Small cell/neuroendocrine bladder cancers (SCBCs) are rare, highly aggressive, and difficult to treat. But in a recent study, published in European Urology, Brady scientist Woonyoung Choi, Ph.D., and colleagues have gained insights that may lead to new ways to treat these lethal cancers .
“We defined three molecular subtypes of SCBC that resemble well-characterized subtypes in small cell lung cancer,” says Choi. Among these subtypes, some markers and immune signatures suggest the cancer may be vulnerable to an immune checkpoint- inhibitor (ICI) drug, and some “contained distinct targets for clinically available antibody-drug conjugates.”
Non-Muscle Invasive Bladder Cancer (NMIBC) that does not respond to BCG: For patients with non-muscle invasive bladder cancer (NMIBC), the first line of treatment is Bacillus Calmette-Guerin (BCG), a form of immunotherapy given directly within the bladder. If that does not work, the next step is intravesical chemotherapy, a combination of the drugs gemcitabine and docetaxel (GEMDOCE). In another study, Choi, urologist Max Kates, M.D., and Brady colleagues looked for gene signatures that can help predict who will be likely to respond to GEMDOCE treatment, and who will likely be cured by it.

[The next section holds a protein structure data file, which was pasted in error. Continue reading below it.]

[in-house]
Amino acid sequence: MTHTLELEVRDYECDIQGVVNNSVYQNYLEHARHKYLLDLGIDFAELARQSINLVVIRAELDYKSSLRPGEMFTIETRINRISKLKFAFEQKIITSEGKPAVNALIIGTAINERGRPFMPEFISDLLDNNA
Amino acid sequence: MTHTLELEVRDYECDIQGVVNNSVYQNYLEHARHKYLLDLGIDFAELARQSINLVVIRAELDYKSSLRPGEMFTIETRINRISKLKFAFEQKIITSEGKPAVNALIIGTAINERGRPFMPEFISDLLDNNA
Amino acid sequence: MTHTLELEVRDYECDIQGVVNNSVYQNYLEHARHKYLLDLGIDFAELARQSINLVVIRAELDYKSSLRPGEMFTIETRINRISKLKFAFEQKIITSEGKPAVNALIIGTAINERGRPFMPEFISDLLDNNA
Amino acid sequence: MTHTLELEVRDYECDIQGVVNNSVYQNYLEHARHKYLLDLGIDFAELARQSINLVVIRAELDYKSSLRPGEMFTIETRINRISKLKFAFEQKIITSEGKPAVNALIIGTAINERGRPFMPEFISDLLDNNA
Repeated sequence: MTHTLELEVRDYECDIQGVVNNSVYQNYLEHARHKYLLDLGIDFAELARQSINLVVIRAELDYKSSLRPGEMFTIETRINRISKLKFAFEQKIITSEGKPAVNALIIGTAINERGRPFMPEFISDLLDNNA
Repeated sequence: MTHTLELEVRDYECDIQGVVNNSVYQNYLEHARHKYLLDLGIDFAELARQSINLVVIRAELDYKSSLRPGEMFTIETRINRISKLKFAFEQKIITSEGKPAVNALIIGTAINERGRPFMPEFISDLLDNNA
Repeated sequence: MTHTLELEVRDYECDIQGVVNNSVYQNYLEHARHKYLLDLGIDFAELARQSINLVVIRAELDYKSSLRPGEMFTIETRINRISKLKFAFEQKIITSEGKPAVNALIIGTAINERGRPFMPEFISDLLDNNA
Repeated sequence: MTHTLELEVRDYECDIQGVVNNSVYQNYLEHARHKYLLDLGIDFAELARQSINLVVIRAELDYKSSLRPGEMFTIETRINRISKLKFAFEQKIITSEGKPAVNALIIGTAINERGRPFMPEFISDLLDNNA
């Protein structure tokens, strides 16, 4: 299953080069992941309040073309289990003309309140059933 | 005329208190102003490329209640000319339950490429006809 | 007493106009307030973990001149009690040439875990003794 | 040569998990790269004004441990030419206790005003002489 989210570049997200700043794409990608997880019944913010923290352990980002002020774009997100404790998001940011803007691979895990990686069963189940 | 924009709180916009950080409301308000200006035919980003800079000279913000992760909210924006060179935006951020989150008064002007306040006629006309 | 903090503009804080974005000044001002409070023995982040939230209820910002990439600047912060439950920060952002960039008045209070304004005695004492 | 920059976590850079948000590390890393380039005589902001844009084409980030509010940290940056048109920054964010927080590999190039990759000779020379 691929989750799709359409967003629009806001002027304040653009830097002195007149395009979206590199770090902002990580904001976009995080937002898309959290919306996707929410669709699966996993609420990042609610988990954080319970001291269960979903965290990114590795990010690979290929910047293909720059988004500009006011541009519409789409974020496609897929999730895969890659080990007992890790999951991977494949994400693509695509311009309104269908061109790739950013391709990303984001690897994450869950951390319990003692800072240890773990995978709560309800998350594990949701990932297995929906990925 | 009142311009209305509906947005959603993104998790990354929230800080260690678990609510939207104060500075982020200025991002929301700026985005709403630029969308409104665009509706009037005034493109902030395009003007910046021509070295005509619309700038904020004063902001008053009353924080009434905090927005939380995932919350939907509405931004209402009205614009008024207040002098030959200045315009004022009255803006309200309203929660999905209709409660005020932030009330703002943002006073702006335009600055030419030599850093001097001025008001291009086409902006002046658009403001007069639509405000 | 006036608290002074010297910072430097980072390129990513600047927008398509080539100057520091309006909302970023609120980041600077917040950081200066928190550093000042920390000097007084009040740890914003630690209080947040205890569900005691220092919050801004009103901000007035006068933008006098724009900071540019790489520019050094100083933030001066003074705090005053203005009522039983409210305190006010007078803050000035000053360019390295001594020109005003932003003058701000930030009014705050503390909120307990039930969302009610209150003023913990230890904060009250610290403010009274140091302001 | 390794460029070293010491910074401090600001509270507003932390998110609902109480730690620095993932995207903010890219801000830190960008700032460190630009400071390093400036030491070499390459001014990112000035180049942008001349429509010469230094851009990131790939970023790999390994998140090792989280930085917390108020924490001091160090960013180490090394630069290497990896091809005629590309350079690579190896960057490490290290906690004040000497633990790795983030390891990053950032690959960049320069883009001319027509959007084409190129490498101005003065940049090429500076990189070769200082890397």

They performed whole transcriptome RNA sequencing and DNA panel sequencing on a cohort of patients with BCG-unresponsive NMIBC who underwent intravesical GEMDOCE, looked for gene signatures that were linked to success of treatment – and found some. The next step will be to validate these findings in larger studies.